Folks fly to new things; to do so is a propensity inherent in human nature; and Mr. Peckaby’s shop flourished. Not that he was much honoured with the complimentary “Mr.”; his customers brought it out short—“Peckaby’s shop.” Much intimacy had appeared to exist from the first between him and Roy, so that it was surmised they had been previously acquainted. The prices were low, the shop was close at hand, and Clay Lane flocked to it.
New things, however, like new faces, are apt to turn out no better than the old; sometimes not as good. And thus it proved with Peckaby’s shop. From rather underselling the shops of the village, Peckaby’s shop grew to increase its charges until they were higher than those of anybody else; the wares also deteriorated in value. Clay Lane awoke to this by degrees, and would have taken its custom away; but that was more easily contemplated than done. A good many of its families had been allowed to get on Peckaby’s books, and they also found that Roy set his face against their leaving the shop. For Roy to set his face against a measure was a formidable affair, not readily contended with: the labourers did not dare to fly in his face, lest he should make an excuse to take their work from them. He had already discharged several. So Clay Lane, for the most part, found itself tied to Peckaby’s shop, and to paying some thirty per cent. beyond what they would have paid at the old shops; added to which was the grievance of being compelled to put up with very inferior articles. Dissatisfaction at this state of things had long been smouldering. It grew and grew, threatening to break out into open rebellion, perhaps to bloodshed. The neighbourhood cried shame upon Roy, and felt inclined to echo the cry upon Mrs. Verner; while Clay Lane openly avowed their belief that Peckaby’s shop was Roy’s shop, and that the Peckaby’s were only put in to manage it.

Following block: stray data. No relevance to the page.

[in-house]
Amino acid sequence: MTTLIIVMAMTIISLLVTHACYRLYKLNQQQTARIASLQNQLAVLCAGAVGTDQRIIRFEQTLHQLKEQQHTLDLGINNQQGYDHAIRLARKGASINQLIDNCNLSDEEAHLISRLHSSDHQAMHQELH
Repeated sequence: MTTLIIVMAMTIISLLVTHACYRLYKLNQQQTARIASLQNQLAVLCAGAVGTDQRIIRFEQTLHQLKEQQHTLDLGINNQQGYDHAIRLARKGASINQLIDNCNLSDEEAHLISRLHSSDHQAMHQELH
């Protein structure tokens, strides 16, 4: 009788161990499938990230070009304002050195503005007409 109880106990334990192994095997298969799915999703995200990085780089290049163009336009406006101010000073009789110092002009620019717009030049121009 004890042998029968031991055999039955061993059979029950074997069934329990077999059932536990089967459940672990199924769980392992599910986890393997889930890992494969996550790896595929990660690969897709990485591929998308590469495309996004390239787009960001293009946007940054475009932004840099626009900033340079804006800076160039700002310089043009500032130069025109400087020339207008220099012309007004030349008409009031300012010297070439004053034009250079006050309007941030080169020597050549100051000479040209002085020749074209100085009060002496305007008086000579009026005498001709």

One fearfully hot Monday morning, in the beginning of July, Lionel Verner was passing down Clay Lane. In another week he would be away from Deerham. Lady Verner’s illness had commenced near the latter end of April, and it was growing towards the end of June before she began to get better, or would give Lionel leave to depart. Jan, plain-speaking, truth-telling Jan, had at length quietly told his mother that there was nothing the matter with her but “vexing and temper.” Lady Verner went into hysterics at Jan’s unfilial conduct; but, certain it was, from that very time she began to amend. July came in, and Lionel was permitted to fix the day for his departure.
Lionel was walking down Clay Lane. It was a short cut to Lord Elmsley’s house over the hills, a mile or two distant. Not a very suitable day for a walk. Had Lionel been training for a light jockey, without any superfluous weight, he might have dispensed with extra covering in his exercise, and done as effectually without it. A hotter day never was known in our climate; a more intensely burning